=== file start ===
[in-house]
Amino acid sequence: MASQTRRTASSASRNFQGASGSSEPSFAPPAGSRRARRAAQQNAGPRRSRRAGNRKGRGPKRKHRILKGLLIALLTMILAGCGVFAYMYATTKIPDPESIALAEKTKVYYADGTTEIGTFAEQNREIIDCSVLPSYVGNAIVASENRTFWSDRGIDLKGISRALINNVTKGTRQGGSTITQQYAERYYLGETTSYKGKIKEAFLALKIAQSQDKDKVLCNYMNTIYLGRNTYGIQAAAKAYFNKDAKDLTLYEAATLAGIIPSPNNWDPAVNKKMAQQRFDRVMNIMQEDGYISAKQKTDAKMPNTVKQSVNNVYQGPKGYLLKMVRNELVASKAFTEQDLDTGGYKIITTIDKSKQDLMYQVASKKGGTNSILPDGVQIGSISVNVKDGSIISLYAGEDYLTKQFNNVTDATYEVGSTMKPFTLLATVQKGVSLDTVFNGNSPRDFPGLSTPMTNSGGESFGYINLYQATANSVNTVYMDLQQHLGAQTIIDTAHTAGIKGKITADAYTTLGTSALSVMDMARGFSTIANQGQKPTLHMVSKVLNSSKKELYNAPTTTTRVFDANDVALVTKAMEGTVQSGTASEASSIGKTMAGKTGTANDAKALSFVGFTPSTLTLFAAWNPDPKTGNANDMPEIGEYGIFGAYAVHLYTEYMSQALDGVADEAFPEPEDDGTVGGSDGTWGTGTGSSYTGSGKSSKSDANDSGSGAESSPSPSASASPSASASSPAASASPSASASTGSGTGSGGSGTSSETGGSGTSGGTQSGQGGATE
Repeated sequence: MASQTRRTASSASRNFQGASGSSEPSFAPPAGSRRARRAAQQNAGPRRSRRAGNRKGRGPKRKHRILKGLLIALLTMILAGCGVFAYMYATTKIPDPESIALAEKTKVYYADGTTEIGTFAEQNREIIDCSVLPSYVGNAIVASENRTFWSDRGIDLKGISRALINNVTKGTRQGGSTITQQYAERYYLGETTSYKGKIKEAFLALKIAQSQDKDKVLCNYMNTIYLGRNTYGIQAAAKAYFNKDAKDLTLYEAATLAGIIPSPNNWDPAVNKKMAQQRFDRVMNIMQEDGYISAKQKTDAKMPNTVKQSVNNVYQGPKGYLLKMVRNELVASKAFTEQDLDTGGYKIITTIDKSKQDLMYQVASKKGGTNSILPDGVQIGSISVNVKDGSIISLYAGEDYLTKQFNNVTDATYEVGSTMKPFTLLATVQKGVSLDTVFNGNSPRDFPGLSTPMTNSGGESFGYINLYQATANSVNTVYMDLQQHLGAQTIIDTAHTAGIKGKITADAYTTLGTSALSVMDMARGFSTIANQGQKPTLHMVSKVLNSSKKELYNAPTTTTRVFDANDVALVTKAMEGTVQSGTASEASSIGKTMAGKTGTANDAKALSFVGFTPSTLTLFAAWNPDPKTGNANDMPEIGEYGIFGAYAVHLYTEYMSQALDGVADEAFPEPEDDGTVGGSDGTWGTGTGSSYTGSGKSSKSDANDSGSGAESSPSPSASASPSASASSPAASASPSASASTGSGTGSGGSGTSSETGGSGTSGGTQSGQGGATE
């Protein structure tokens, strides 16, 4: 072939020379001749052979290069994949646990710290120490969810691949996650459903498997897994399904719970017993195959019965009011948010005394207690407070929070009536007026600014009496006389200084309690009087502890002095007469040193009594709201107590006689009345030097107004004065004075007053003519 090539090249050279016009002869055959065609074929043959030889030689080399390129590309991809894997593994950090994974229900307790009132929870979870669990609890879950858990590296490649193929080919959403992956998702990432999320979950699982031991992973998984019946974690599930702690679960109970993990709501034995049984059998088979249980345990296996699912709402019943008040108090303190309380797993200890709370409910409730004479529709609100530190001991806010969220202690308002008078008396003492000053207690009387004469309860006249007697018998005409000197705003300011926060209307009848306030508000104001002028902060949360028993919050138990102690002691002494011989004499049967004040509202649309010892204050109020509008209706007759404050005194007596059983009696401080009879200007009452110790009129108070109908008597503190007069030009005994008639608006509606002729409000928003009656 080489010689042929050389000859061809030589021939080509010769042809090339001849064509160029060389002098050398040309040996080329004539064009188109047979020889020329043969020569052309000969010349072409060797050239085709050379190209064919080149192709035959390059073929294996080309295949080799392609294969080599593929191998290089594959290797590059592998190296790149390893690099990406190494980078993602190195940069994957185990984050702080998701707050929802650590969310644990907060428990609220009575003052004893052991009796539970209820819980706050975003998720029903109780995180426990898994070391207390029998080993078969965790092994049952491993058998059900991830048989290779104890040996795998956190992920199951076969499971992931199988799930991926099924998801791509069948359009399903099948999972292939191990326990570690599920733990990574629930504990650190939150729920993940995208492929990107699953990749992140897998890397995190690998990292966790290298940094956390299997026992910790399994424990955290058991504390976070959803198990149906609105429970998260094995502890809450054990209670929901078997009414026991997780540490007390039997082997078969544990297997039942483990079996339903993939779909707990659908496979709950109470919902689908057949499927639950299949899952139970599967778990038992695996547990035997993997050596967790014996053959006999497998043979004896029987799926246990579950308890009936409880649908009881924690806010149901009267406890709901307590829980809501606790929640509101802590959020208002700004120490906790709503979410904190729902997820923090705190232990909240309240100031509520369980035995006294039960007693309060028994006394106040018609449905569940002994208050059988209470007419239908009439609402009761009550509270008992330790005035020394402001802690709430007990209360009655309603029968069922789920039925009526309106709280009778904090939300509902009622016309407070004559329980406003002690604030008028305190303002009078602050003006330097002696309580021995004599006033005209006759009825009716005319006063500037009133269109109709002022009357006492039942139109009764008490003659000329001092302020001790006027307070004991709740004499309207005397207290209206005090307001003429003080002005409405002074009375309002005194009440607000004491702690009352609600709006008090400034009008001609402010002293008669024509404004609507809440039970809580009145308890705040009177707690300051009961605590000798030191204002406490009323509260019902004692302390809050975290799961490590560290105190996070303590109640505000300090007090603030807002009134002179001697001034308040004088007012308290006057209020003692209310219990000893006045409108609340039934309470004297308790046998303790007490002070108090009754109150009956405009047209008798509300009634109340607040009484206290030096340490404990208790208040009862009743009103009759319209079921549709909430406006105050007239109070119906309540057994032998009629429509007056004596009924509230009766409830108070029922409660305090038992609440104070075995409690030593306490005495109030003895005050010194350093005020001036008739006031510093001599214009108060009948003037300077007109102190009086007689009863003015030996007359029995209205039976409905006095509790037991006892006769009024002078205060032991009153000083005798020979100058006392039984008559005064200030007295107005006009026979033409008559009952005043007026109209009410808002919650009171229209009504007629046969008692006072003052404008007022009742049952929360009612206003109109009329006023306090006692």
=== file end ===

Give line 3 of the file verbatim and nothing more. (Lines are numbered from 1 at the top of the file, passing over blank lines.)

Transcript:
Repeated sequence: MASQTRRTASSASRNFQGASGSSEPSFAPPAGSRRARRAAQQNAGPRRSRRAGNRKGRGPKRKHRILKGLLIALLTMILAGCGVFAYMYATTKIPDPESIALAEKTKVYYADGTTEIGTFAEQNREIIDCSVLPSYVGNAIVASENRTFWSDRGIDLKGISRALINNVTKGTRQGGSTITQQYAERYYLGETTSYKGKIKEAFLALKIAQSQDKDKVLCNYMNTIYLGRNTYGIQAAAKAYFNKDAKDLTLYEAATLAGIIPSPNNWDPAVNKKMAQQRFDRVMNIMQEDGYISAKQKTDAKMPNTVKQSVNNVYQGPKGYLLKMVRNELVASKAFTEQDLDTGGYKIITTIDKSKQDLMYQVASKKGGTNSILPDGVQIGSISVNVKDGSIISLYAGEDYLTKQFNNVTDATYEVGSTMKPFTLLATVQKGVSLDTVFNGNSPRDFPGLSTPMTNSGGESFGYINLYQATANSVNTVYMDLQQHLGAQTIIDTAHTAGIKGKITADAYTTLGTSALSVMDMARGFSTIANQGQKPTLHMVSKVLNSSKKELYNAPTTTTRVFDANDVALVTKAMEGTVQSGTASEASSIGKTMAGKTGTANDAKALSFVGFTPSTLTLFAAWNPDPKTGNANDMPEIGEYGIFGAYAVHLYTEYMSQALDGVADEAFPEPEDDGTVGGSDGTWGTGTGSSYTGSGKSSKSDANDSGSGAESSPSPSASASPSASASSPAASASPSASASTGSGTGSGGSGTSSETGGSGTSGGTQSGQGGATE